What Are We Selling?

Updated: May 4




What are we selling? Regardless of what the product or service may be, when selling we are going through a series of events. There are 5 phases of selling that each negotiated transaction will go through. I want to cover what we are selling in each of these phases.


1. Salesperson. We can agree that during any cold call or first contact meeting, the first thing we are selling is the salesperson themselves. What we do or say during the first 5 minutes can often lead to very predictable results. If we say something relevant, we keep the client’s attention. If we say something irrelevant, we lose the client’s attention. In relationship selling, this first step (selling the salesperson) can take many visits over a long period of time. It can take as long as 6 months or more, with some instances taking years. As organizations have become more complex, so has the sales process. Gone are the days of earning relationships with a single champion. Salespeople must perform the selling process to many individuals that make up the buying group of the organization. There are also some key milestones that take place during the first stage. People skills are evaluated, discovery questions are asked, and usually there is some agreement on what the client needs are. Both the client and the salesperson must ask the best questions of each other. The salesperson learns what the clients needs may be and the client makes decision on how credible the salesperson is. Once both sides have their answers (Client decides they want to know more, and Salesperson decides they have uncovered a need) the selling process can move to the next stage.


2. Company. The salesperson needs to be ready to address three main questions: What do we do? What are we known for? And do we fit their culture? Selling the company involves selling the whole company. Our reputation, our client base, our core beliefs, and most importantly our culture. Clients want to buy from people and organizations that are most like them and their values. We have our salespeople, our project teams, our service teams, all representing the same core values and it will be evident to the client. Our recent efforts as a sales team now include sharing best practices of when we’ve helped other clients improve. Working with the CAS teams and passing along the success stories of their customer care visits will show clients we not only understand their needs, but we have also been able to help others with similar needs.


3. Product. Products include physical devices we install and services we provide. Selling products should be easier if the first two steps have been completed. Steps one and two should uncover customer expected outcomes. We would then tailor our presentation or product/services pitch around addressing those expected outcomes or concerns. Gone are the days of shotgun blasting a presentation on everything the product can do and then keying in on client reactions for what they find interesting. Instead, we know going into the presentation what to focus on and with measured evidence case studies we can show how we solved the same problem in various other facilities. Always know your audience. Some audiences will insist on a product heavy message and that is okay. Just be sure you tie the products to one of the expected outcomes or measured evidence case studies.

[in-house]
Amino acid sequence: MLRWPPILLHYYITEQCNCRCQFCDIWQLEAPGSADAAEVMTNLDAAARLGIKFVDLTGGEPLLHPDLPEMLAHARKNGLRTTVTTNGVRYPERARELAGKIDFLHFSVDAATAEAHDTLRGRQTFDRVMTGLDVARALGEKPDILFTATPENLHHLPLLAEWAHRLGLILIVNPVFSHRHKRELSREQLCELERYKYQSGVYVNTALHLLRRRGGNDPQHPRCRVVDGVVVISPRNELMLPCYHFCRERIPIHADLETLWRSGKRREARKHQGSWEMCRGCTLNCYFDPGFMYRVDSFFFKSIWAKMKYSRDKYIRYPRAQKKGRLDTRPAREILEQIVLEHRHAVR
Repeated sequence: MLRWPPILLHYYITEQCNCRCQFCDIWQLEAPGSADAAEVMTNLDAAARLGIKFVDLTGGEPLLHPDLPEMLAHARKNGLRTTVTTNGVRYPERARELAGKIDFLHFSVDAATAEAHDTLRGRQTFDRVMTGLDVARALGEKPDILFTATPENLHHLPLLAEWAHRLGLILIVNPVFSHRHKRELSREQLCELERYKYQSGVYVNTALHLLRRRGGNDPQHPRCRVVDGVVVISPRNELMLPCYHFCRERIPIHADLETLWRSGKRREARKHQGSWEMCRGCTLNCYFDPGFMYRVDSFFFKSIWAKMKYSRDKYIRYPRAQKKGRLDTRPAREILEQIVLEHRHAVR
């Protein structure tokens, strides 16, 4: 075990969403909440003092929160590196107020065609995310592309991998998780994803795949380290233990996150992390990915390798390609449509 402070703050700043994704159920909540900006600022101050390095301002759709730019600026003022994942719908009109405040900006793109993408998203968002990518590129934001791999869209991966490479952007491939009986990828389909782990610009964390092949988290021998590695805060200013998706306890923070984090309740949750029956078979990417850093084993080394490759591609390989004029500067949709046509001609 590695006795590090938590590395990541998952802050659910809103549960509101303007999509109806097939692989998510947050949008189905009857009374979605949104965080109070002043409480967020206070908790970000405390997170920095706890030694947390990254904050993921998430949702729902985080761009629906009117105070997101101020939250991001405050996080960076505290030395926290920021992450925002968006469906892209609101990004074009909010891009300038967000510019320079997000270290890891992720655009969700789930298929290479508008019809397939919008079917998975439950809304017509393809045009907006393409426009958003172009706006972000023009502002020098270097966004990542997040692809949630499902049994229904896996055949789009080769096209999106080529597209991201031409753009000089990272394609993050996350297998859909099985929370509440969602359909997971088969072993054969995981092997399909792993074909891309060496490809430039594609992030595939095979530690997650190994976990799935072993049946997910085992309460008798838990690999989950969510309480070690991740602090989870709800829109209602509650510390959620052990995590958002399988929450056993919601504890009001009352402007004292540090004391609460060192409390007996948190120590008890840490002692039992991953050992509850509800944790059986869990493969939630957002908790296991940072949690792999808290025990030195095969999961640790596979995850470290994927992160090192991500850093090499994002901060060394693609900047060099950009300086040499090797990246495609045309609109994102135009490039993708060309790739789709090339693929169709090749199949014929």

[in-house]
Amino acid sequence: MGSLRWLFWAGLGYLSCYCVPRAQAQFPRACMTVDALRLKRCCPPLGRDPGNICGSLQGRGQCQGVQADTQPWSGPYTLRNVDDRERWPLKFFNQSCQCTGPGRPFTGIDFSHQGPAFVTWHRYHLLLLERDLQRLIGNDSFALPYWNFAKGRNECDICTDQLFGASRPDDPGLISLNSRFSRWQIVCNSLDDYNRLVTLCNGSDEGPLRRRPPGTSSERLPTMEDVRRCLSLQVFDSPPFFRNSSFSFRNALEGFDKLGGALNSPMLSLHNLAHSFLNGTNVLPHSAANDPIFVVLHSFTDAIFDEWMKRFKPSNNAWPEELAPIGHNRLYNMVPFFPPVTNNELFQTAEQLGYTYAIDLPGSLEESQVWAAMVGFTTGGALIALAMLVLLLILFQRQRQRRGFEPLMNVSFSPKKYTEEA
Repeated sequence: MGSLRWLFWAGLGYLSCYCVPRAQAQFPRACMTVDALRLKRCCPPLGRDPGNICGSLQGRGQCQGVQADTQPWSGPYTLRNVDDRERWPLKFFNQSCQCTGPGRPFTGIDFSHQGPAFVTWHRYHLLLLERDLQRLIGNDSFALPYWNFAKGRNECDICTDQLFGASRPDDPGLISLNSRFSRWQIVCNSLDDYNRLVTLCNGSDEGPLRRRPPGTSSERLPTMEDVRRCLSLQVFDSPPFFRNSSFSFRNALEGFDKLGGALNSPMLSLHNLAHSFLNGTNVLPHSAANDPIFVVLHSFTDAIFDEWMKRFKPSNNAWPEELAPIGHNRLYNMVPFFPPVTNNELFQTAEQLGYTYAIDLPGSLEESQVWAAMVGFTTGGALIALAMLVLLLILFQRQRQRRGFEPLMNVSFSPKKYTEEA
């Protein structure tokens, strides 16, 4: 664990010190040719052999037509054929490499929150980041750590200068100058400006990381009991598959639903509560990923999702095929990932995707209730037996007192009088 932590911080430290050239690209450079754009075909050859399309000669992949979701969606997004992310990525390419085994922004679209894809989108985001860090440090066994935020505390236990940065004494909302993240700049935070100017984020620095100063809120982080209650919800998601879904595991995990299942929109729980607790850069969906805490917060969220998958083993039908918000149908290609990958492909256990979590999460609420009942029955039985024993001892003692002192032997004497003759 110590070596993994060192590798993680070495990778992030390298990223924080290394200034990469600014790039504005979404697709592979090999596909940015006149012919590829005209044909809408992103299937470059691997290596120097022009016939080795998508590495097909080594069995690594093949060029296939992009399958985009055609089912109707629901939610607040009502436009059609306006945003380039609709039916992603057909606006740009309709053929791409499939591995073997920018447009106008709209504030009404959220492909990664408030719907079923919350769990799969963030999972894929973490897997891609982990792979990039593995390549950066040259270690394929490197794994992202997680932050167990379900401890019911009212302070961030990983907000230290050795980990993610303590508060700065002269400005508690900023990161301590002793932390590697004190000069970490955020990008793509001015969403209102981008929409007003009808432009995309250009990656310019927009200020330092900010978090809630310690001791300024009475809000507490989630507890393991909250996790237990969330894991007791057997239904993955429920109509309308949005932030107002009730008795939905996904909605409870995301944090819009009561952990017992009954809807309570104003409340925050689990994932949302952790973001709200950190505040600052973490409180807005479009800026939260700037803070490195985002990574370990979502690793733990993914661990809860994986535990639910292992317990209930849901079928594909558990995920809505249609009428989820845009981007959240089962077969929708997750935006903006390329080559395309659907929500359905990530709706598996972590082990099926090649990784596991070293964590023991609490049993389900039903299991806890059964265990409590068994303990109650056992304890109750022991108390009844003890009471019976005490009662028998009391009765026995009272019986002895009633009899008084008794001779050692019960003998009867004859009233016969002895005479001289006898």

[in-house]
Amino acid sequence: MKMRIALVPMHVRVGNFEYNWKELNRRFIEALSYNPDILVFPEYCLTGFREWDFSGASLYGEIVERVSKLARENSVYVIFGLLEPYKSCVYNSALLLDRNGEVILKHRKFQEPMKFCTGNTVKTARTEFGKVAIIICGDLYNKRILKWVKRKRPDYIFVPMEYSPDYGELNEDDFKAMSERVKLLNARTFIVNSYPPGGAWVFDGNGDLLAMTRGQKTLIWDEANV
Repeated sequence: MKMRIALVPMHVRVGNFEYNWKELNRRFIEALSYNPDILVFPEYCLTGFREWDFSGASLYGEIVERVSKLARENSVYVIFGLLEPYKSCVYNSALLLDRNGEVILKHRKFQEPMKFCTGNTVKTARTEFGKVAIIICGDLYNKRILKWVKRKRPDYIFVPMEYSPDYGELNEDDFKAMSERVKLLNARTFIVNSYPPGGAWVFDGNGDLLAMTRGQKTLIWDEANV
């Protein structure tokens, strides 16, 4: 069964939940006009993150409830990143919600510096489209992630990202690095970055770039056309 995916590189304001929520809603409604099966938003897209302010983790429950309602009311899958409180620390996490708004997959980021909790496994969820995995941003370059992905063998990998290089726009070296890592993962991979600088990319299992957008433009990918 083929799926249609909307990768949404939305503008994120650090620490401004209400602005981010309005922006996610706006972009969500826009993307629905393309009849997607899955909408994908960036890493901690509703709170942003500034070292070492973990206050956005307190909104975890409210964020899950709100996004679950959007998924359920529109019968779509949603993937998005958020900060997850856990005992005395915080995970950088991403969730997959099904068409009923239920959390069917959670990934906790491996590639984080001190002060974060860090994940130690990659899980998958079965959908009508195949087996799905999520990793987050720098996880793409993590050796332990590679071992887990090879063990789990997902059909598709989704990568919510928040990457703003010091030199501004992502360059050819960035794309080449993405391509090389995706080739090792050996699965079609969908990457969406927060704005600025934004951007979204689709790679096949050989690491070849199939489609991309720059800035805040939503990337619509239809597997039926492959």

4. Price. Now that we have presented and all questions have been answered, it is time to ask for the sale. Here we will again remind the client of their stated needs, confirm agreement on the expected outcomes, and reaffirm any key features revealed during the presentation. If no objections remain, then pricing should be delivered to the client. If there are objections or uncertainty, every effort should be made to resolve those prior to presenting pricing. The pricing phase is also when objections or stalls tend to occur. Stalls meaning they are not quite sold, but can’t really tell you why, and an objection being very specific point(s) against the sale. Stalls should be addressed by reiterating the benefits and expected outcomes of moving forward. Objections require more questions as it is likely something that was not brought up in earlier phases.


5. Time To Buy. The last phase is where we confirm the sale by showing the client we appreciate them doing business with us and assure them of their decisions. Most importantly, we need to explain what the next steps are. This is often more successful when there are tasks or to do items assigned to both the salesperson and the client. Essentially, locking in their agreement to move forward. Perhaps it's something as simple as trading a list of contacts for the project from our team and their team. Leaving the buying meeting with a very specific time and date for the next step is very important to setting expectations.



- Marquis Woodard, Director of Sales, Houston

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